A Lot or a Little?
What you will—and won't—find in this movie.
No real positive messages in dated '90s action-comedy.
Positive Role Models
Unrealistic characters in an unrealistic story in over-the-top action comedy.
Violence & Scariness
Action movie violence throughout. A prison bus blows up, and assailants pull up and gun everyone down except for the villain and main character. A helicopter blows up. Shoot outs. Car chases. Characters pistol whipped. Characters punched and beaten. Character killed when stadium lights are knocked over and fall on him. One of the characters sits inside a stadium and shoots a rocket launcher at the bad guys. One of the characters keeps an arsenal of weapons.
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Sex, Romance & Nudity
Gratuitous close-up of a woman's rear end in a thong and fishnets.
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Constant profanity throughout. "F--k" often used. "S--t" often used. "Motherf---er" used several times. "N" word used a few times. Also: "a--hole," "bulls--t," "ass," "punk-ass," "thick-ass," "son of a bitch," "p---y," "goddamn," "damn," "pissed," "pr--k," "limp-d--k." Middle finger gesture. Italian racial slurs to describe African Americans used twice. Also: "wanker," "stiffy."
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Products & Purchases
Coors Light and Corona signs prominent in a bar.
Drinking, Drugs & Smoking
Martini drinking, champagne drinking, beer drinking. Cigar smoking.
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Parents Need to Know
Parents need to know that Money Talks is a 1997 action-comedy in which Chris Tucker and Charlie Sheen play an unlikely pair who must survive and somehow stop a violent gang of smugglers. The profanity is wide-ranging and nonstop, including "f--k," "motherf---er," and the "N" word. Slurs are also used. Expect lots of action movie violence, including massive shootouts between the good and bad guys, fighting with everything from fists to guns to rocket launchers. Machine gun-wielding bad guys stop a prison bus and kill everyone on it except for two people before blowing it up. Helicopters explode. Character killed by falling stadium lights. In one scene, there's a close-up shot of a woman's buttocks in a thong and fishnets. Martini, champagne, beer drinking. Cigar smoking. To stay in the loop on more movies like this, you can sign up for weekly Family Movie Night emails.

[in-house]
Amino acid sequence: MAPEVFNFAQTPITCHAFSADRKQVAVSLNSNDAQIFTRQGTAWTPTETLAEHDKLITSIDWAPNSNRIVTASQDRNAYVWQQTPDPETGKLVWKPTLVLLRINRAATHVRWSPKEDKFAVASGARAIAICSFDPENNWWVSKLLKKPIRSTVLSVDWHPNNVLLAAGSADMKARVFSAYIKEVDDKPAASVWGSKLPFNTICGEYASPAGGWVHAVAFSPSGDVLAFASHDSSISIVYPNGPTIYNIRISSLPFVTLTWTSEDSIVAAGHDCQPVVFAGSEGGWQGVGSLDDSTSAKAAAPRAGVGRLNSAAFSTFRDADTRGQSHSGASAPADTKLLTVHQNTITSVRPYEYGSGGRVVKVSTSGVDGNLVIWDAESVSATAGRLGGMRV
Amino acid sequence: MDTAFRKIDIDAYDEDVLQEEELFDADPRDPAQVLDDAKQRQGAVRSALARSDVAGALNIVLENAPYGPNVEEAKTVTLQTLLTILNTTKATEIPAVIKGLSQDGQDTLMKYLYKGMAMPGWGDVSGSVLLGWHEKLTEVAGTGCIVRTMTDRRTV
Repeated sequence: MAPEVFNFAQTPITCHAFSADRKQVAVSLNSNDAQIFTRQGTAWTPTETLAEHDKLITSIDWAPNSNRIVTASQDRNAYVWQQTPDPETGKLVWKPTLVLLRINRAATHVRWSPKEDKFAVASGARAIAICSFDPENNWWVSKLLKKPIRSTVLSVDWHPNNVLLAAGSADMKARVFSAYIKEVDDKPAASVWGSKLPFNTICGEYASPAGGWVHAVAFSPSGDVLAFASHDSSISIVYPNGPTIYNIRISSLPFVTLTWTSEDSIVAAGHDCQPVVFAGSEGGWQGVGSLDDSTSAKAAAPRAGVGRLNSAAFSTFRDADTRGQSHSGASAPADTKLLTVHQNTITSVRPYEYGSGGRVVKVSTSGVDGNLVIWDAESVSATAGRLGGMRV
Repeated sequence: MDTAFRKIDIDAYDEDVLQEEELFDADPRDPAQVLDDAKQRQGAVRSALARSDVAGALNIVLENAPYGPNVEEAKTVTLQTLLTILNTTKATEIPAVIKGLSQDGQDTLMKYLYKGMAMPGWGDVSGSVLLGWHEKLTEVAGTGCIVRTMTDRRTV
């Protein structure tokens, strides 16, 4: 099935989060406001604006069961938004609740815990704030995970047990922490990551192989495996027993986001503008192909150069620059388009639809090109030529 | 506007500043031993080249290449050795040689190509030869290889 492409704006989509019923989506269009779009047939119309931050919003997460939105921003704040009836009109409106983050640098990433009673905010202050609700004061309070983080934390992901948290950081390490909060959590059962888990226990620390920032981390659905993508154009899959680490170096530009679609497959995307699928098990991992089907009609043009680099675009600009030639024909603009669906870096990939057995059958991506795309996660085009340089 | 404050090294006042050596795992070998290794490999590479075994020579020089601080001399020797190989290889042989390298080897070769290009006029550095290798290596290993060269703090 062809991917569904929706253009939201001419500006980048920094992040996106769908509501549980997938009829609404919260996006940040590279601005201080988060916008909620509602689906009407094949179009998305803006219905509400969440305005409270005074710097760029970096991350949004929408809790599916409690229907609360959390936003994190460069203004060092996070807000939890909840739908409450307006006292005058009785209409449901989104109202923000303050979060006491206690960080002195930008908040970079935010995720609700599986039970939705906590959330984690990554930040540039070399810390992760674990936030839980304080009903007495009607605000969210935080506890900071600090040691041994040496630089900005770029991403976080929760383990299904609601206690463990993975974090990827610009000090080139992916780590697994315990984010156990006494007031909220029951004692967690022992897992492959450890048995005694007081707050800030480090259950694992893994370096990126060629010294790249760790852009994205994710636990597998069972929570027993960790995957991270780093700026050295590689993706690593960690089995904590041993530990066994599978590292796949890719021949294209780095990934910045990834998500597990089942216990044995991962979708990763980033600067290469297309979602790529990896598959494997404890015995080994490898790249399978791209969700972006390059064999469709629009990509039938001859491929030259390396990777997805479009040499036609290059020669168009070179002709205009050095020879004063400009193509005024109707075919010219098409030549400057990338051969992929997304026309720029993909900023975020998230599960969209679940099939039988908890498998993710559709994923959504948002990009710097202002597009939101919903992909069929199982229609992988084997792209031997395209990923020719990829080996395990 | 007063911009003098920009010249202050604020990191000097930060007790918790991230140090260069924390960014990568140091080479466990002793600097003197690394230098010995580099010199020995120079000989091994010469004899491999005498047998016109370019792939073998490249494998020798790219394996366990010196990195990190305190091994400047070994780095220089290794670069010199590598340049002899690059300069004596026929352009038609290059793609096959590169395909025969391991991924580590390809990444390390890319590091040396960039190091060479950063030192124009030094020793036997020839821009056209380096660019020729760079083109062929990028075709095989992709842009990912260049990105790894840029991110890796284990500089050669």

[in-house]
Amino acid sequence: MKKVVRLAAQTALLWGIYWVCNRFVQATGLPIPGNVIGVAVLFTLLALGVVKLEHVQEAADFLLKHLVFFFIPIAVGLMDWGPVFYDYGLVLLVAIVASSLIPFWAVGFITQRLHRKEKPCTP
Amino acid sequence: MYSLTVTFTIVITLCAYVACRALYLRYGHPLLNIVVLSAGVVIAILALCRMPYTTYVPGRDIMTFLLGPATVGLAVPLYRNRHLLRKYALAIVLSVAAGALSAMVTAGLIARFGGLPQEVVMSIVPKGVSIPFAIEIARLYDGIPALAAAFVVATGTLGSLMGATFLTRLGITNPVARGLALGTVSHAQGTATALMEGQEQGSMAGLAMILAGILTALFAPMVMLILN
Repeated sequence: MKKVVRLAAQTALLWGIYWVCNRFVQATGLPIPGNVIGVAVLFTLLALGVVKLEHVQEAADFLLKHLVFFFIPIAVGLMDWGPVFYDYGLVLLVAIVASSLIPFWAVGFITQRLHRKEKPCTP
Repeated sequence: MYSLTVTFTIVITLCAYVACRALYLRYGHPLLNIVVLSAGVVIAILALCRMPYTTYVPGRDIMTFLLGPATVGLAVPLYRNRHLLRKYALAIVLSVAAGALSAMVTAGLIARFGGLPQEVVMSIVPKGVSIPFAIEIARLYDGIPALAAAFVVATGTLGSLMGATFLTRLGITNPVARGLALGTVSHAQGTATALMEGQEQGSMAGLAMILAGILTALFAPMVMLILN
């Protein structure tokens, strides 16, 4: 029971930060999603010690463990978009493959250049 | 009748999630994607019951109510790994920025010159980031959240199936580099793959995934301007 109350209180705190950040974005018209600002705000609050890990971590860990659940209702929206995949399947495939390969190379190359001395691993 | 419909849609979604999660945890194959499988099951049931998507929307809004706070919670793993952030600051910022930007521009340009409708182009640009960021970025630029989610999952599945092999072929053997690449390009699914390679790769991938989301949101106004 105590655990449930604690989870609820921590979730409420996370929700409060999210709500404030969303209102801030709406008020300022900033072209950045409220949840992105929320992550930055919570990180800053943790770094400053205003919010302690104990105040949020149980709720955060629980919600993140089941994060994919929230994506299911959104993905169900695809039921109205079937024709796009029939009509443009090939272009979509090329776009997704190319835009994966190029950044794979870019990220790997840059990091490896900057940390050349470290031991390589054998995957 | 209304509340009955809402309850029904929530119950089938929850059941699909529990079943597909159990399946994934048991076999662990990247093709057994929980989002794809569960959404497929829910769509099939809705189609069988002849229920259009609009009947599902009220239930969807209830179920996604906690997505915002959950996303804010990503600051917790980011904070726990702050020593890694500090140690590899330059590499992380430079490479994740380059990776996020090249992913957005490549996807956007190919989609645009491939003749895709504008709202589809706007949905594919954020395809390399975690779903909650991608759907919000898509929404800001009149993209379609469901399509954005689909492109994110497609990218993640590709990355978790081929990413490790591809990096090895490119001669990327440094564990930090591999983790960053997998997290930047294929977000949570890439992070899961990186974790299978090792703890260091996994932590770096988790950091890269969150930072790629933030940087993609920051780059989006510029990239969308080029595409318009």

Is It Any Good?
Failed chemistry, trite storyline, and dated, but not in a good way. That more or less sums up Money Talks, one of those '90s action-comedies that operates under the assumption that if everything is as exaggerated and over the top as possible -- be it the language, violence, or comedy through shouting -- surely something will work. Of course, movies like these aren't supposed to be groundbreaking cinema of breathtaking originality, but there's a point when all this movie seems to be is an endless succession of explosions, shouted profanities, and something about a missing diamond stash. Overall, this outdated bombast is more likely to induce a headache rather than provoke any laughter.
Playing the "unlikely partners," Chris Tucker and Charlie Sheen aren't as bad as one might suspect, but it's nothing special, either. Tucker has his moments, but they're few and far between, with so much of his trademark shouting given free rein. With director Brett Ratner, this almost feels like a practice run for the Rush Hour movies they would make together in the near future. There's a running joke involving the 1940s and '50s Italian crooner Vic Damone that almost works due to the utter absurdity of the premise, but it's soon run into the ground faster than it takes jokes to be exhausted in the lesser works of Sir Adam Sandler. It's supposed to be mindless entertainment, but it comes across more as a dated throwback to everything terrible that was hatched out of the bombastically-stupid blockbuster movies of the 1990s.
Did we miss something on diversity?
Research shows a connection between kids' healthy self-esteem and positive portrayals in media. That's why we've added a new "Diverse Representations" section to our reviews that will be rolling out on an ongoing basis. You can help us help kids by suggesting a diversity update.